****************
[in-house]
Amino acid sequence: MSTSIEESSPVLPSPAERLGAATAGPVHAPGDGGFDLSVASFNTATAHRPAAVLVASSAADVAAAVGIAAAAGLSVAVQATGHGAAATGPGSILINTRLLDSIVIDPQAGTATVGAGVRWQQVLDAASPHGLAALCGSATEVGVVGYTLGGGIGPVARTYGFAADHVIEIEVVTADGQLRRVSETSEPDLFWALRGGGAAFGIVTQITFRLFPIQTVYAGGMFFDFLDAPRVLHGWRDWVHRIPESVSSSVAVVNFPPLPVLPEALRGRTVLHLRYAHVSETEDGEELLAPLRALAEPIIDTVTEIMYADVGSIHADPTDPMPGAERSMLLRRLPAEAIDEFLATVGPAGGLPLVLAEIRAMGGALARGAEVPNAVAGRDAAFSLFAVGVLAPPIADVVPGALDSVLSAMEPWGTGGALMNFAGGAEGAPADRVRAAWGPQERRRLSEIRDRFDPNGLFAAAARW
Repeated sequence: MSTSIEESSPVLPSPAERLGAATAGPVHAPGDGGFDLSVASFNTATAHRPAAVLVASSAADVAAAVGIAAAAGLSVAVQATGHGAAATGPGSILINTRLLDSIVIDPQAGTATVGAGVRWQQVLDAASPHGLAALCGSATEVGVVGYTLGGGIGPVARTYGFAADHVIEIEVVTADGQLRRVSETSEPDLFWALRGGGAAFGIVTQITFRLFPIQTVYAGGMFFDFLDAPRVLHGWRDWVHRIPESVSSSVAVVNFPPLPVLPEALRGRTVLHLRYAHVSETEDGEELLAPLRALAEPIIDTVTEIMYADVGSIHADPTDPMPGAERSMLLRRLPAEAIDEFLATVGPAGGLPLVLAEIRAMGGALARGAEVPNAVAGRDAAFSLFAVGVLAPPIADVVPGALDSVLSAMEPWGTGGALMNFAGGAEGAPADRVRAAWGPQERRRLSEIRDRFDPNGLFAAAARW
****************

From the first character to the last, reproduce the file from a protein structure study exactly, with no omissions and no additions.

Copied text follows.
[in-house]
Amino acid sequence: MSTSIEESSPVLPSPAERLGAATAGPVHAPGDGGFDLSVASFNTATAHRPAAVLVASSAADVAAAVGIAAAAGLSVAVQATGHGAAATGPGSILINTRLLDSIVIDPQAGTATVGAGVRWQQVLDAASPHGLAALCGSATEVGVVGYTLGGGIGPVARTYGFAADHVIEIEVVTADGQLRRVSETSEPDLFWALRGGGAAFGIVTQITFRLFPIQTVYAGGMFFDFLDAPRVLHGWRDWVHRIPESVSSSVAVVNFPPLPVLPEALRGRTVLHLRYAHVSETEDGEELLAPLRALAEPIIDTVTEIMYADVGSIHADPTDPMPGAERSMLLRRLPAEAIDEFLATVGPAGGLPLVLAEIRAMGGALARGAEVPNAVAGRDAAFSLFAVGVLAPPIADVVPGALDSVLSAMEPWGTGGALMNFAGGAEGAPADRVRAAWGPQERRRLSEIRDRFDPNGLFAAAARW
Repeated sequence: MSTSIEESSPVLPSPAERLGAATAGPVHAPGDGGFDLSVASFNTATAHRPAAVLVASSAADVAAAVGIAAAAGLSVAVQATGHGAAATGPGSILINTRLLDSIVIDPQAGTATVGAGVRWQQVLDAASPHGLAALCGSATEVGVVGYTLGGGIGPVARTYGFAADHVIEIEVVTADGQLRRVSETSEPDLFWALRGGGAAFGIVTQITFRLFPIQTVYAGGMFFDFLDAPRVLHGWRDWVHRIPESVSSSVAVVNFPPLPVLPEALRGRTVLHLRYAHVSETEDGEELLAPLRALAEPIIDTVTEIMYADVGSIHADPTDPMPGAERSMLLRRLPAEAIDEFLATVGPAGGLPLVLAEIRAMGGALARGAEVPNAVAGRDAAFSLFAVGVLAPPIADVVPGALDSVLSAMEPWGTGGALMNFAGGAEGAPADRVRAAWGPQERRRLSEIRDRFDPNGLFAAAARW